On Trauma, Art and Poetry: An Interview with Meghna Prakash

“I exist/ sans the biology of man and woman or the plateau of/ culture, my feet drag to no city, transcending mad dogs/ that bark quietly, as I happen to touch the unwinding of/ gears in clocks, the feeling of unfeeling in emotion,” writes Meghna Prakash, an Indian queer poet and mental health activist in her poem “The Pain The Pain The Pain.” It is part of her debut poetry collection titled Trigger Warning: Poems of Love and Resistance (2020) published by Hawakal Publishers.

Dedicated to her grandmother who read poetry to her as a child, this book is also an offering for people seeking ways to speak about abuse, pain, survival and healing. She adopts the confessional mode of writing, a poetic style wherein the poet draws on autobiographical material to talk about deeply personal life experiences — often involving trauma, violence, psychological distress, and self-harm.

In another poem called “Trigger Warning,” she writes, “you are with your new lover for/ one minute/ but your kiss is the ex frenching you/ without consent/ I want to say I am strong,/ I make art of the trauma that refuses/ to leave my body or memory/ but he keeps stabbing,/ as I am running in a field of blue/ orchards, the sky has dropped/ on my chest, this freedom is a trap.”

Though confessional poetry is unfairly dismissed as self-indulgent, especially when it is written by women, it has the capacity to reveal how a poet’s personal life is shaped by social and political factors. Trigger Warning: Poems of Love and Resistance is not only an attempt to process childhood abuse, violent relationships and mental health issues; in doing so, the poet also exposes the potential for danger and damage in intimate relationships, spaces of care, and the institution of family — all of which are usually considered safe.

She seeks fellowship in the words of three other poets whose words appear as epigraphs at the beginning of this book — poet-activist Andrea Gibson who writes about the struggles faced by LGBTQ people in the United States, poet-screenwriter Fatimah Asghar who writes about orphanhood and the legacy of Partition in South Asia, and poet-novelist-translator Meena Kandasamy who writes about caste annihilation and feminism. The book’s cover art is by poet-artist Priyanka Paul, a prominent public voice in support of Dalit rights and trans rights.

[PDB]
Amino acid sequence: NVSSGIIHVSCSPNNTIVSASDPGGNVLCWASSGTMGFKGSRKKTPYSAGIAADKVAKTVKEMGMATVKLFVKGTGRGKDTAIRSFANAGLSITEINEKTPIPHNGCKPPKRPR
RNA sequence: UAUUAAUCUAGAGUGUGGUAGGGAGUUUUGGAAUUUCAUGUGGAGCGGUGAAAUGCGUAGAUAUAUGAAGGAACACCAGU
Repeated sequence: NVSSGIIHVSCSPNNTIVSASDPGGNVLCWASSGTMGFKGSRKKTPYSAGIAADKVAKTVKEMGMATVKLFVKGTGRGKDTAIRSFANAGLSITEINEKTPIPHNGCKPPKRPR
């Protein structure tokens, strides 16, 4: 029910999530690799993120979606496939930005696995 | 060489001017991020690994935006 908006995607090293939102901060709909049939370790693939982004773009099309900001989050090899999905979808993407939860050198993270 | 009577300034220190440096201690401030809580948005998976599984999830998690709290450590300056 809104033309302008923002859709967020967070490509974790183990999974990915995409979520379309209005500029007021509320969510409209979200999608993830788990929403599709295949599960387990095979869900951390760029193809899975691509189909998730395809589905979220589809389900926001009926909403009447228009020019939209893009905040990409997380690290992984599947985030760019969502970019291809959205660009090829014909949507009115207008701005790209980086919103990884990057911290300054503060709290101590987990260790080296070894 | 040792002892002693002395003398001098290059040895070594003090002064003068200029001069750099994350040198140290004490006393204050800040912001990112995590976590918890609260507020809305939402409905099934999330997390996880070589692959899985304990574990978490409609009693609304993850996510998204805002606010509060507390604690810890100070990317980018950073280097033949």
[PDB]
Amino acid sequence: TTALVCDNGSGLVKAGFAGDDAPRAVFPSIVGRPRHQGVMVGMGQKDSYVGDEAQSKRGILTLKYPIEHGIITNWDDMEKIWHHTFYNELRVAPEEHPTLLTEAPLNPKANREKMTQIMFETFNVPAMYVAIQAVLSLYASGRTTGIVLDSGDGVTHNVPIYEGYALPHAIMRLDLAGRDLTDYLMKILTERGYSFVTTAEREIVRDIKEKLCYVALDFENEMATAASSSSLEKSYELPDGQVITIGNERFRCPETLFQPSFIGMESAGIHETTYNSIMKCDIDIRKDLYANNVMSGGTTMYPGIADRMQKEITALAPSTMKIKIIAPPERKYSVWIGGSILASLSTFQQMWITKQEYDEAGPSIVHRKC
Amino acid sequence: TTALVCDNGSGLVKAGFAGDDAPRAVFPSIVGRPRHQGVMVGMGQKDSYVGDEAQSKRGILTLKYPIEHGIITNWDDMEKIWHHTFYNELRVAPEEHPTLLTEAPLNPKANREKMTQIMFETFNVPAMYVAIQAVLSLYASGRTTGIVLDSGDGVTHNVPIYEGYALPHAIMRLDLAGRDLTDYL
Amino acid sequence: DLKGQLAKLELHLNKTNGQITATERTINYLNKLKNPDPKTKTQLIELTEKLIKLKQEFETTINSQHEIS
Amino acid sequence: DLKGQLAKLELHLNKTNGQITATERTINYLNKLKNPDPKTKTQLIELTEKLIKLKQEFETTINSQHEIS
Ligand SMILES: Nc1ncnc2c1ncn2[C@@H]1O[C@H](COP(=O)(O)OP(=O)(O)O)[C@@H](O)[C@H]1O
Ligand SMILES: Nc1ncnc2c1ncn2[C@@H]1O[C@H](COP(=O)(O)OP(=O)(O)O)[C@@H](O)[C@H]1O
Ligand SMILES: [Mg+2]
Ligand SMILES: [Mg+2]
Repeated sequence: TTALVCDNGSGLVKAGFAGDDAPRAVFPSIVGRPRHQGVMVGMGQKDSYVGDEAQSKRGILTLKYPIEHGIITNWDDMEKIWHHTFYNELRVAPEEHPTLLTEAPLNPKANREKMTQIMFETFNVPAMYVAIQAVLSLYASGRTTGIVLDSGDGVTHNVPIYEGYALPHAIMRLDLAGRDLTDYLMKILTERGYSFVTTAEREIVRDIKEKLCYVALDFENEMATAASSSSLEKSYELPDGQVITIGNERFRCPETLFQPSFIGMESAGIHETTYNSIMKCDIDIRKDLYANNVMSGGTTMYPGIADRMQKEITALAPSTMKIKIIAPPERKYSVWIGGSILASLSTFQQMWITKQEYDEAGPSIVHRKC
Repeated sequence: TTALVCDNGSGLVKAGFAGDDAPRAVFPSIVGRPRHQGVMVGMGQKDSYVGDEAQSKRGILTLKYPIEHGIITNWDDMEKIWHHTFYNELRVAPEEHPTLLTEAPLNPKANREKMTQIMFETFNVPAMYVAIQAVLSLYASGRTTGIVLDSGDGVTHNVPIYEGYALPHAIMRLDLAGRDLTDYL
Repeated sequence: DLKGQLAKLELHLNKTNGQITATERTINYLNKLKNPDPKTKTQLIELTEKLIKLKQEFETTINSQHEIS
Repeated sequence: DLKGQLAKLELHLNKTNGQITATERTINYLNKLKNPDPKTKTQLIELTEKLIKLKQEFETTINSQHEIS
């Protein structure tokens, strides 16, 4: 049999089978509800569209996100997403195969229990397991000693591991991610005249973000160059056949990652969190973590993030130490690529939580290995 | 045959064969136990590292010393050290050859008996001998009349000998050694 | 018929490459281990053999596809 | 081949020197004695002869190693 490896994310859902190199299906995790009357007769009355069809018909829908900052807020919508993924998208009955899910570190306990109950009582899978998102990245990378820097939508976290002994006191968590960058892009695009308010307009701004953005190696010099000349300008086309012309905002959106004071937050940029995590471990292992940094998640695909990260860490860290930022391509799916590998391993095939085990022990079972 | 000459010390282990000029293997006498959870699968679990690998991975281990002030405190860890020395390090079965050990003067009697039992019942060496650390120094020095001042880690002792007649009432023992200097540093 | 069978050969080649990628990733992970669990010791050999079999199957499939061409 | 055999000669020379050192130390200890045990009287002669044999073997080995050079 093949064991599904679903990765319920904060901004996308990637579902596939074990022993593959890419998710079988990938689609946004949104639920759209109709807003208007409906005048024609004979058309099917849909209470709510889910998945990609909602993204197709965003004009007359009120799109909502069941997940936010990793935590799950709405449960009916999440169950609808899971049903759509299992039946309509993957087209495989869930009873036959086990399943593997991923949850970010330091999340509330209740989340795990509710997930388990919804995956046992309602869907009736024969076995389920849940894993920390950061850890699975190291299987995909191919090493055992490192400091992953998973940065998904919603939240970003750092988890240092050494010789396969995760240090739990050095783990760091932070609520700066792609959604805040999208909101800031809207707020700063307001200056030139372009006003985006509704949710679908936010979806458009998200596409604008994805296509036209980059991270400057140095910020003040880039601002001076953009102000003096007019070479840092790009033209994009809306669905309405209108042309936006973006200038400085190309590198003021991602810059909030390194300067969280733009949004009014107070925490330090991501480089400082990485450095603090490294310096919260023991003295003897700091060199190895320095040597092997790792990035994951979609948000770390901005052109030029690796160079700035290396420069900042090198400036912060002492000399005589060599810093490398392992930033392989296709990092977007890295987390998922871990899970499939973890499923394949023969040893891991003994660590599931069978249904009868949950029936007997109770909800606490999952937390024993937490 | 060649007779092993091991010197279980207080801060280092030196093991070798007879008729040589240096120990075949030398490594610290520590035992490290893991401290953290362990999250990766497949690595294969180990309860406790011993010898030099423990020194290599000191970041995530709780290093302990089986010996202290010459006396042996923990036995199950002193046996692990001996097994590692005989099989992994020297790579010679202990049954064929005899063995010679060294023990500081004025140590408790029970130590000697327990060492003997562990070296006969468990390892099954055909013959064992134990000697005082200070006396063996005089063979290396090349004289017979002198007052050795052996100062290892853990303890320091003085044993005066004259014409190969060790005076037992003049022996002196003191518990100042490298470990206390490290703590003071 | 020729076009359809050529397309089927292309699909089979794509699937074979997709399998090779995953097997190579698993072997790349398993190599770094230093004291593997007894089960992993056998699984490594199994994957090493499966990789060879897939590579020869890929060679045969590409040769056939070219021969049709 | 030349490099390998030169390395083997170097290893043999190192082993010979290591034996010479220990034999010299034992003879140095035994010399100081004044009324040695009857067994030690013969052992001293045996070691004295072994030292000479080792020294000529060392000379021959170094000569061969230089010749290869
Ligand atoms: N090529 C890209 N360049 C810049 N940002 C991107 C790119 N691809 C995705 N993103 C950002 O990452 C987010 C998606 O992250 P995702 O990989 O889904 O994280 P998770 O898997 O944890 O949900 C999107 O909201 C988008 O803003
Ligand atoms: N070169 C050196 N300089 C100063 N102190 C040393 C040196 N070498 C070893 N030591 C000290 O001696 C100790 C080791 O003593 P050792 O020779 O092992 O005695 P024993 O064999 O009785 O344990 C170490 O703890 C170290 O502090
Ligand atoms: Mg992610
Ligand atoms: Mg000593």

Here are some excerpts from an interview with Meghna Prakash.

Chintan Girish Modi: What does it feel like to have your poems come together in the form of a book rather than sit alone as separate pieces of work?

It has been a dream of mine to be a published poet since I was 16 years old. It took me a while to get here but my poems document my narrative as a queer brown woman in the context of my battles as a survivor. It is an introspective experience. On difficult and occasionally happy days, I end up processing traumatic or difficult events that I would otherwise struggle to navigate through.

I have had my poems published independently in journals before but seeing them together as a collection feels like a portal back in time into the most intimate details of my life. I have grappled with my self-confidence and imposter syndrome, so it is a constant struggle thinking whether my work is worth publishing in fact and subsequently worth promoting and sharing with the world.

It was very emotional for me when I first held my book. I really could not believe all of this was happening. I am grateful to Kiriti Sengupta da for having faith in my work, and publishing it without too many edits or changes to the natural order and form of my poems.

Chintan Girish Modi: How did you zero in on the title Trigger Warning? On the one hand, you want to talk openly about mental health because there is stigma around it. On the other hand, you also want readers to proceed with caution.

It has been important for me to approach mental health — universally, as well as my own mental health experiences — from a place of empathy. Mental health in India has a lot of work cut out for the next decade. Conversations are opening up but there is still very little policy framework in place and employment aid available for those with mental health issues to use as external support.

I have borderline personality disorder, c-PTSD, bipolar and ADHD. I do my best to create awareness through my poetry about what I have learnt about these mental health disorders. Since there is a lot changing in the field of psychology, I can only speak from my position as someone with these conditions and as a poet. I needed to let my readers know that my book is another way to initiate a safe space to have more conversations around mental health, violence, and sexual trauma.